Wednesday, December 4, 2013

Window on Eurasia: GUAM May Now Have a ‘Serious Future’

Paul Goble

            Staunton, December 4 – GUAM, the association of Georgia, Ukraine, Azerbaijan and Moldova,  in which so many over the past 15 years have placed so  much hope as a counterweight to the Moscow-dominated CIS, now has “a serious future” because of its support for European integration and opposition to Moscow’s support of separatism.

            In a speech to the opening session of a meeting in Tbilisi of the GUAM Parliamentary Assembly, the Baltic Assembly, and a parliamentary delegation of the Republic of Poland this week, Davit Usupashvili, the speaker of the Georgian parliament, made that prediction (

            He gave as his reasons the fact that GUAM not only unites the four countries who are its members but also as become “a center of attraction” for “active cooperation” with the three Baltic countries, Eastern Europe, and the United States. And he added that “we will support this cooperation.”

            (Another reason for thinking that GUAM may soon play a larger role is that both Azerbaijan and Ukraine are pushing for Turkey to join the group, something that would also extend it beyond the borders of the former Soviet space.  See “Window on Eurasia: Baku and Kyiv Seek to Have Turkey Join GUAM,” at

            At the conclusion of the two-day session yesterday, the participants in the Tbilisi meeting adopted a joint statement (  Its key provisions included:

*** “The Participants welcomed the outcome of the Vilnius Eastern Partnership Summit and initialling by Georgia and Moldova of the Association Agreement with European Union, including DCFTAs, and noted the importance of the GUAM Ministers of Foreign Affairs Communiqué, confirming their European aspirations and their respective expectations.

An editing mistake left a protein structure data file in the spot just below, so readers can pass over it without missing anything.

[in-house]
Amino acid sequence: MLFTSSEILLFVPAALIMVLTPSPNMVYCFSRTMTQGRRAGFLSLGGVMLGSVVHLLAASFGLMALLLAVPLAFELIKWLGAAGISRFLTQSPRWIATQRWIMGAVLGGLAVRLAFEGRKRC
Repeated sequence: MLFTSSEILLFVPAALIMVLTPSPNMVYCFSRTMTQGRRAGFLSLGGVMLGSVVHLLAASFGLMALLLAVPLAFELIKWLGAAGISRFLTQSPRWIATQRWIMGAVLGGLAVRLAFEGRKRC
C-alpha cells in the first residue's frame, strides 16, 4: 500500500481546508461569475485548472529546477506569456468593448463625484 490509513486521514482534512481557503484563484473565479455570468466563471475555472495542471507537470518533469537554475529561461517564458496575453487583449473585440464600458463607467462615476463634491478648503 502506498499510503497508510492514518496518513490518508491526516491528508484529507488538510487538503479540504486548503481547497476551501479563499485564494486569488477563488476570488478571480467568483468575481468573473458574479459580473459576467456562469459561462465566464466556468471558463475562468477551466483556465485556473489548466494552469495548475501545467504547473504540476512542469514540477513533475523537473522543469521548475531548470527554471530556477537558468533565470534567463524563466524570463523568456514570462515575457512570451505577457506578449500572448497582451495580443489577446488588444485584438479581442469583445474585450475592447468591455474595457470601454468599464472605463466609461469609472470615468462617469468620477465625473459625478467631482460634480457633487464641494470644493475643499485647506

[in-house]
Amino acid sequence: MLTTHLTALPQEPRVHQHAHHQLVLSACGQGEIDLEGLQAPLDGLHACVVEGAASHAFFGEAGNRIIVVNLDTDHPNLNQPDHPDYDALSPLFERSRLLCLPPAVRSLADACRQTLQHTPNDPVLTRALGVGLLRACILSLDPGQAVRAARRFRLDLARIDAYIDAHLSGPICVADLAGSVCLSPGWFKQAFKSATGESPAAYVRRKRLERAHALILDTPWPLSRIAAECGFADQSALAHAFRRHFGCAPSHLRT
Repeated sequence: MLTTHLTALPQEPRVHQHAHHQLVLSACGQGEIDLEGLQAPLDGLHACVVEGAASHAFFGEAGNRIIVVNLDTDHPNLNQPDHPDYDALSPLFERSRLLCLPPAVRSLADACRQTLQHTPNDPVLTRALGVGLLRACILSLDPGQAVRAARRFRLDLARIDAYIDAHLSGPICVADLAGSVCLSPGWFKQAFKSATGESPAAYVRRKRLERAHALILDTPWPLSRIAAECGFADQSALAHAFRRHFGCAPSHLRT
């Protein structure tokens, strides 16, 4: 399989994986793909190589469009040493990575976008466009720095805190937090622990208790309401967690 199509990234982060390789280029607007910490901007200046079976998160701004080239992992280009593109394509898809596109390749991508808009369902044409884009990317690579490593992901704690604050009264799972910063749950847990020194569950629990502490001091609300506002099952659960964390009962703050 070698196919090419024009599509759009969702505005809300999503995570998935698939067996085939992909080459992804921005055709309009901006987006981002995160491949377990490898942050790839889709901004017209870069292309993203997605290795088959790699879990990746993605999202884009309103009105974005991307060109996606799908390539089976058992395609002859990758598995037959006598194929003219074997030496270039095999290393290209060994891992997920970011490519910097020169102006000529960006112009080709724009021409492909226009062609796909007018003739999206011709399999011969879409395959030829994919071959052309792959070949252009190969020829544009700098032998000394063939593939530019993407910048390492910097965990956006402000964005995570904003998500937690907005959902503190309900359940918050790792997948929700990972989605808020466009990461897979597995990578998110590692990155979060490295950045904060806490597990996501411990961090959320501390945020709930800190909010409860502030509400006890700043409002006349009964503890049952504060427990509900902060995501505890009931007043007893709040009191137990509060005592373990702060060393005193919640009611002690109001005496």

The Participants also welcomed the anticipated concluding by Ukraine, Georgia and Moldova of the Association Agreements with the EU, including the DCFTAs.”

*** “The Participants reaffirm the particular role of the Partnership to support those who seek an ever closer relationship with the EU. In this light, they support the necessity to ensure adequate application of the basic principles of the EaP, such as differentiation, individual and “more-for-more” approach in the process of implementation of the EaP objectives.”

*** “The Participants emphasized the sovereign right of any state to choose and follow its foreign policy goals. They stressed once again the unacceptability of any kind of pressure on the countries for the purpose of making them change their choices and in this regard, condemned the external pressure exerted on GUAM member states.”

*** “The Participants expressed their deep concern that the conflicts in the territories of the GUAM member states remain unresolved and that they undermine the peace, security and cooperation at both the regional and European levels. They reaffirmed their respect for the sovereignty and territorial integrity of GUAM member states and their sustained efforts to achieve the peaceful settlement of conflicts in Azerbaijan, Georgia and Moldova on the basis of norms and principles of international law, especially principles of the sovereignty and territorial integrity, as well as the inviolability of states’ internationally recognized borders. In this light, the Participants condemned any illegal foreign military presence on the territories of the Republic of Azerbaijan, Georgia and the Republic of Moldova.”

*** “The Participants outlined with regret that, recently, acts and attempts encouraging aggressive separatism and legitimization of occupation have become more frequent (illegal visits of officials to the conflict regions and occupied territories; visits of separatist leaders to certain capitals; illegal economic and other activities in the conflict regions and occupied territories; illegal setting of artificial barriers/barbwire fences along the occupation line in the Tskhinvali and Abkhazia regions of Georgia) and called upon the respective parties to stop actions that are incompatible with international law and undertaken obligations.”

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